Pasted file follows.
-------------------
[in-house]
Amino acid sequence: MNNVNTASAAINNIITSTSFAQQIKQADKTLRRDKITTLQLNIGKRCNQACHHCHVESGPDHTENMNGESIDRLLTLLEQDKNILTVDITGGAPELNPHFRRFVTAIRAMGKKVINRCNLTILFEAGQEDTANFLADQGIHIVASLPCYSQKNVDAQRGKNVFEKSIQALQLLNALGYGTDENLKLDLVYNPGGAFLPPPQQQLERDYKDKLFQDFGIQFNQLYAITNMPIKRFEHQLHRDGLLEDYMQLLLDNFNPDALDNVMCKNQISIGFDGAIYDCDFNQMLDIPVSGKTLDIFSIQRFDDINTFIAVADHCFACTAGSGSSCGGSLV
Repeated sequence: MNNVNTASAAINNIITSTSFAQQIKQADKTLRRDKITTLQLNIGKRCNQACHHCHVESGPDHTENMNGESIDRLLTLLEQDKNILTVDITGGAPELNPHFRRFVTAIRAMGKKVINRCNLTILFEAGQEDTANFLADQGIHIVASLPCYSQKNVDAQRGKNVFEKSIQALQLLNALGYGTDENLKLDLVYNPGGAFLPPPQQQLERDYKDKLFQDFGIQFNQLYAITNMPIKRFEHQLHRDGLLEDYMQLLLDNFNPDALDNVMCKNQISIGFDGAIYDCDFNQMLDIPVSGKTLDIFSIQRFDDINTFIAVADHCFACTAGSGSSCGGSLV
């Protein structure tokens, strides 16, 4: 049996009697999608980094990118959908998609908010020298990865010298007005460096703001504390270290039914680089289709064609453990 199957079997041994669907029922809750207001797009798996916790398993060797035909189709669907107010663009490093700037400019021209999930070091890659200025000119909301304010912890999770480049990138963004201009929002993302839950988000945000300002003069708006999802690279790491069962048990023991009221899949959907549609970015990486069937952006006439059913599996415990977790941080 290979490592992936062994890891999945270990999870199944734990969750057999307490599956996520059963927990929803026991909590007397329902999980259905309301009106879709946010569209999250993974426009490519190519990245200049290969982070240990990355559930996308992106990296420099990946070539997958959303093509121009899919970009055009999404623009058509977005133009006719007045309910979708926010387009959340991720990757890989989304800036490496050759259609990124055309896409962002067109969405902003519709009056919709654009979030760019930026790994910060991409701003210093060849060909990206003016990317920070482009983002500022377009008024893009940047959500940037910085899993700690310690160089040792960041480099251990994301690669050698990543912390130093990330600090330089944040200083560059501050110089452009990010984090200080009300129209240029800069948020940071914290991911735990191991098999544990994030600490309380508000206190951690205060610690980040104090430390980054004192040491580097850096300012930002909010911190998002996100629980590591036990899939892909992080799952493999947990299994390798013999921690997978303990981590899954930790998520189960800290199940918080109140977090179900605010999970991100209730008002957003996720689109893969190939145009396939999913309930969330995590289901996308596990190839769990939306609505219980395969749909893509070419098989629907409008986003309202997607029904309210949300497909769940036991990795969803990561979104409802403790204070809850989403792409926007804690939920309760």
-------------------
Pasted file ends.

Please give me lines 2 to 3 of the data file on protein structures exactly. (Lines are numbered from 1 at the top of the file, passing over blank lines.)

Amino acid sequence: MNNVNTASAAINNIITSTSFAQQIKQADKTLRRDKITTLQLNIGKRCNQACHHCHVESGPDHTENMNGESIDRLLTLLEQDKNILTVDITGGAPELNPHFRRFVTAIRAMGKKVINRCNLTILFEAGQEDTANFLADQGIHIVASLPCYSQKNVDAQRGKNVFEKSIQALQLLNALGYGTDENLKLDLVYNPGGAFLPPPQQQLERDYKDKLFQDFGIQFNQLYAITNMPIKRFEHQLHRDGLLEDYMQLLLDNFNPDALDNVMCKNQISIGFDGAIYDCDFNQMLDIPVSGKTLDIFSIQRFDDINTFIAVADHCFACTAGSGSSCGGSLV
Repeated sequence: MNNVNTASAAINNIITSTSFAQQIKQADKTLRRDKITTLQLNIGKRCNQACHHCHVESGPDHTENMNGESIDRLLTLLEQDKNILTVDITGGAPELNPHFRRFVTAIRAMGKKVINRCNLTILFEAGQEDTANFLADQGIHIVASLPCYSQKNVDAQRGKNVFEKSIQALQLLNALGYGTDENLKLDLVYNPGGAFLPPPQQQLERDYKDKLFQDFGIQFNQLYAITNMPIKRFEHQLHRDGLLEDYMQLLLDNFNPDALDNVMCKNQISIGFDGAIYDCDFNQMLDIPVSGKTLDIFSIQRFDDINTFIAVADHCFACTAGSGSSCGGSLV